Tuesday, April 17, 2018 by Zoey Sky
Herpes zoster, also called shingles, is a viral disease caused by the varicella-zoster virus. This is the same virus that also causes chickenpox.
The varicella-zoster virus may remain in the nervous system even years after the chickenpox infection is over before it reactivates as herpes zoster. The infection usually clears up after two to three weeks. An individual will rarely get infected with herpes zoster more than once.
However, according to the Centers for Disease Control and Prevention (CDC), about one in three people in the U.S will have herpes zoster in their lifetime.
Known side effects of herpes zoster
The initial side effects of herpes zoster often include pain and a burning sensation. The pain is commonly felt on one side of the body in small patches followed by a red rash.
Herpes zoster rash characteristics may include:
- Fluid-filled blisters that burst easily
- A rash on the face and ears
- A rash that spreads from the spine to the torso
- Red patches
Some patients experience side effects aside from pain and rash. These may include:
- A fever
- A headache
- Muscle weakness
Risk factors for herpes zoster may include:
- Being older that 60
- Having diseases that weaken the immune system (e.g. AIDS, cancer, or HIV)
- Having undergone chemotherapy or radiation treatment
- Taking drugs that weaken the immune system (e.g. steroids or medications prescribed following an organ transplant)
Body systems harmed by herpes zoster
Herpes zoster may cause the following complications:
- Brain inflammation/encephalitis
- Eye complications – When a rash or blister forms near the eye, it can result in vision loss.
- Hearing problems
- Postherpetic neuralgia (PHN) – The most common complication of herpes zoster, PHN causes severe pain in the areas where patients have had the rash, even after it clears up. While the pain caused by PHN can be serious and debilitating, it often resolves after several weeks or months. In some cases, patients may experience pain due to PHN for many years, which can negatively affect daily life.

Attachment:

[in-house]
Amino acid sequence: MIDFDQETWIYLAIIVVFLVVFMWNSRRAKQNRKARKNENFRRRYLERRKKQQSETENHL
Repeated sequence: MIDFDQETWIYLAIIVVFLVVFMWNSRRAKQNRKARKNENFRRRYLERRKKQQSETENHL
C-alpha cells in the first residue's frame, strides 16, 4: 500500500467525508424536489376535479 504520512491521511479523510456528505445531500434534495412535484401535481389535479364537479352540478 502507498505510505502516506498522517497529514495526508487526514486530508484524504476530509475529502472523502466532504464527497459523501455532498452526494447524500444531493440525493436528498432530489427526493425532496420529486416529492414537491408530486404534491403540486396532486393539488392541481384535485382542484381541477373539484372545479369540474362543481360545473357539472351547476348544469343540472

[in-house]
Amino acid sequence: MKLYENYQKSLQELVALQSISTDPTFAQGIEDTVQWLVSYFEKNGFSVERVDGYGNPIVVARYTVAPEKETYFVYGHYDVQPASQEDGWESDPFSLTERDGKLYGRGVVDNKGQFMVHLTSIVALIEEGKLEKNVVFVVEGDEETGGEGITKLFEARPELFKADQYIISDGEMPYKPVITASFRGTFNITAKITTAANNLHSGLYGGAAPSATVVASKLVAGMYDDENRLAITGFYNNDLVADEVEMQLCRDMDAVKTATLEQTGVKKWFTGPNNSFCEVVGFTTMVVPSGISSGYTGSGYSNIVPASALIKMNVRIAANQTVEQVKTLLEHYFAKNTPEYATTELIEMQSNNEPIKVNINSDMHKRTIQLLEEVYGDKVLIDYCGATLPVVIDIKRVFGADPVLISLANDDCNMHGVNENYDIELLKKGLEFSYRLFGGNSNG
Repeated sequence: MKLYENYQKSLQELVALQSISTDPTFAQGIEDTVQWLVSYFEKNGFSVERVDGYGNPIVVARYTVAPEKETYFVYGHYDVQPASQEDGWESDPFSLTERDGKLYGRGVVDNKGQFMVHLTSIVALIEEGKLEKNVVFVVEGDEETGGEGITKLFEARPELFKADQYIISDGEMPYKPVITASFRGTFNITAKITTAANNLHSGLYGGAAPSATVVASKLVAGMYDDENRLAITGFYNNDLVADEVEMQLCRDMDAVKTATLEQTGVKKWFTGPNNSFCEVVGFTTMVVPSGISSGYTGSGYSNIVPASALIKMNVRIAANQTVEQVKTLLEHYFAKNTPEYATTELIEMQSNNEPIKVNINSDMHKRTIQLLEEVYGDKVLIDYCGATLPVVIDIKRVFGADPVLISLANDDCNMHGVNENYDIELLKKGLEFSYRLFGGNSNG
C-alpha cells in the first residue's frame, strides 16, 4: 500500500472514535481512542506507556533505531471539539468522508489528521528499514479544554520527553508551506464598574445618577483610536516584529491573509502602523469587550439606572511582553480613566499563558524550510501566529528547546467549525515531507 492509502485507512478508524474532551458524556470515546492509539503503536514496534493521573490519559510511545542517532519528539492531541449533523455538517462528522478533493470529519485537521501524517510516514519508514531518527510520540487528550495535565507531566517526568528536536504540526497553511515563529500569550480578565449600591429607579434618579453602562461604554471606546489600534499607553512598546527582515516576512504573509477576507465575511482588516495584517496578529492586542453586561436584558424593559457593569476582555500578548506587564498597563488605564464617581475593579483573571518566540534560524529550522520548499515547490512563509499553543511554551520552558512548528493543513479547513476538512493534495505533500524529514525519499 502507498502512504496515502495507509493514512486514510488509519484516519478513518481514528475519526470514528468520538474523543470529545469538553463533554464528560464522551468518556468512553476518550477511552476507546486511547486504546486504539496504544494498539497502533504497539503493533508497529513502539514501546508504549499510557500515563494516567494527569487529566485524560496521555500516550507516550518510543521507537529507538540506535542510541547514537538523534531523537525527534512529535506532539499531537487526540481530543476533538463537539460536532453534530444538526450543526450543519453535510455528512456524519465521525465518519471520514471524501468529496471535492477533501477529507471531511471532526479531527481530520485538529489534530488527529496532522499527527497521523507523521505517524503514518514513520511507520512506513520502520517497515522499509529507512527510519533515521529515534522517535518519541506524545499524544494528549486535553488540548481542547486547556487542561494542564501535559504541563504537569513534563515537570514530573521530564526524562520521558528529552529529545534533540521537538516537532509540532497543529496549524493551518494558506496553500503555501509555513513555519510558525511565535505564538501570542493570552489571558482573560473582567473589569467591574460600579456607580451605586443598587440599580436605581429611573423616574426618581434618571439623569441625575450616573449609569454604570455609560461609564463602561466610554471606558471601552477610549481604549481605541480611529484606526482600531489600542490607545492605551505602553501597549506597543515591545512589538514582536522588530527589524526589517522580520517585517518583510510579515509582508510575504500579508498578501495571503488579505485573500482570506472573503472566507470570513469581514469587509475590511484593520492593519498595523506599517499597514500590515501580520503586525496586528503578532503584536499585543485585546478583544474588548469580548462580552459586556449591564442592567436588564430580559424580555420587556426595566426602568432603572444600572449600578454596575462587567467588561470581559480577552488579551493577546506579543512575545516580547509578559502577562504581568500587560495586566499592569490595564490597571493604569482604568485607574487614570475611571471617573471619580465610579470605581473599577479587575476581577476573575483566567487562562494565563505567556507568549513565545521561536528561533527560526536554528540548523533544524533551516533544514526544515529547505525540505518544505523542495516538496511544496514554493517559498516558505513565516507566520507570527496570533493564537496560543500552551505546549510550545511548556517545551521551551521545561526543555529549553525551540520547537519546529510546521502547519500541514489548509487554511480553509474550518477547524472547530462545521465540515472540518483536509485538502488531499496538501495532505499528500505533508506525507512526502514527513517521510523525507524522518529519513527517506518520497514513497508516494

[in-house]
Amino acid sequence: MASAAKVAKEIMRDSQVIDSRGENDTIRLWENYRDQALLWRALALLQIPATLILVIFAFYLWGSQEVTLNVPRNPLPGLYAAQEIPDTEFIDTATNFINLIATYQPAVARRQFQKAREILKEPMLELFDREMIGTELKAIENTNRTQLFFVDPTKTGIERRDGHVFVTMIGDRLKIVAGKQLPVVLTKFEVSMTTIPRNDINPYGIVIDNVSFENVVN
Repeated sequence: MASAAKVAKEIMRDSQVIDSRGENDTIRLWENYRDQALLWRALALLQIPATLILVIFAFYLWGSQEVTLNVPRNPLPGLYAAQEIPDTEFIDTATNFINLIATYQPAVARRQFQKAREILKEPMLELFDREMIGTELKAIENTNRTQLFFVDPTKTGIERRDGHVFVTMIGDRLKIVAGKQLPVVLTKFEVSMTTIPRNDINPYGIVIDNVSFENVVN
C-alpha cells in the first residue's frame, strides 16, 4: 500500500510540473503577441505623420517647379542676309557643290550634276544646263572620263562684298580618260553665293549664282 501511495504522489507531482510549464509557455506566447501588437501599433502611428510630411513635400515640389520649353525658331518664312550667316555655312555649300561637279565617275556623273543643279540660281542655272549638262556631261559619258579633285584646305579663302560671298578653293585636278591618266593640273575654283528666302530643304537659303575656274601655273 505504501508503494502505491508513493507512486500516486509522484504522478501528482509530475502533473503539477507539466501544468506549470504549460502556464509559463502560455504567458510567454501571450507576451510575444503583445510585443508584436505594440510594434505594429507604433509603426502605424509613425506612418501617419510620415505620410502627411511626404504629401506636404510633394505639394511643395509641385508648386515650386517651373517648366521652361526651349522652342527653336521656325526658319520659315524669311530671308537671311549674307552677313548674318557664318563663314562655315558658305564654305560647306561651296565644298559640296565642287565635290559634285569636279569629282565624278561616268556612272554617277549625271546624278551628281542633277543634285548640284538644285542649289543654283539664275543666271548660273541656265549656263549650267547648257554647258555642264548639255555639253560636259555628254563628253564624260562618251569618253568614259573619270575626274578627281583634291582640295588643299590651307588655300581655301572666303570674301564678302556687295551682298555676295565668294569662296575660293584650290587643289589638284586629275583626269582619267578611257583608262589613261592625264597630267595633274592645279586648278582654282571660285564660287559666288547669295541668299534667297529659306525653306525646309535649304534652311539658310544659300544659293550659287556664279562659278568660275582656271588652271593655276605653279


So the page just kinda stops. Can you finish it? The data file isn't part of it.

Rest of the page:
Food items or nutrients that may prevent herpes zoster
The following foods or nutrients can help prevent herpes zoster:
- Fruits and vegetables — Fruits and vegetables are full of essential micronutrients that your body requires to build and maintain immunity.
- Garlic — Garlic is rich in antioxidants. It’s also a natural antibiotic. Additionally, garlic can help blisters heal faster.
- Lysine — Lysine, an amino acid, can inhibit the multiplication of the herpes zoster virus. Foods rich in lysine include beans, dairy products, fish, and red meat.
- Seaweed — Seaweed can help prevent the herpes zoster virus from spreading to the nerves, which can prevent shingles.
- Vitamin B-6 — This nutrient is good for the nerves. Sources include bananas, nuts, and potatoes.
- Water — Staying hydrated can help your body flush out the impurities from your system.
- Whole grain foods — Sources include brown rice and oatmeal.
Treatments, management plans for herpes zoster
While there’s no cure for herpes zoster, prescribed medication can ease symptoms and hasten the patient’s recovery.
- Anticonvulsants or tricyclic antidepressants — Helps ease prolonged pain.
- Antihistamines like diphenhydramine (Benadryl) — Can treat itching.
- Anti-inflammation drugs (e.g. Ibuprofen) — Helps ease pain and swelling.
- Anti-viral medications (e.g. acyclovir, valacyclovir, and famciclovir) — Helps reduce pain and hasten recovery.
- Capsaicin (Zostrix) — Help reduce the risk of PHN.
- Numbing creams, gels, or patches (e.g. lidocaine) — Helps reduce pain.
Where to learn more
Herpes zoster, also called shingles, is a viral disease caused by the varicella-zoster virus. This is the same virus that also causes chickenpox. The varicella-zoster virus may remain in the nervous system even years after the chickenpox infection is over before it reactivates as herpes zoster.
The initial side effects of herpes zoster often include pain and burning. The pain is commonly felt on one side of the body in small patches followed by a red rash.
Herpes zoster rash characteristics may include fluid-filled blisters that burst easily, itching, a rash on the face and ears, a rash that spreads from the spine to the torso, and red patches.
Herpes zoster may cause complications like blindness, brain inflammation/encephalitis, death, eye complications, hearing problems, or pneumonia.
Fruits and vegetables, garlic, lysine, seaweed, vitamin B6, water, and whole grain foods can help prevent herpes zoster.
While there’s no cure for herpes zoster, medication may be prescribed to ease symptoms and hasten the patient’s recovery.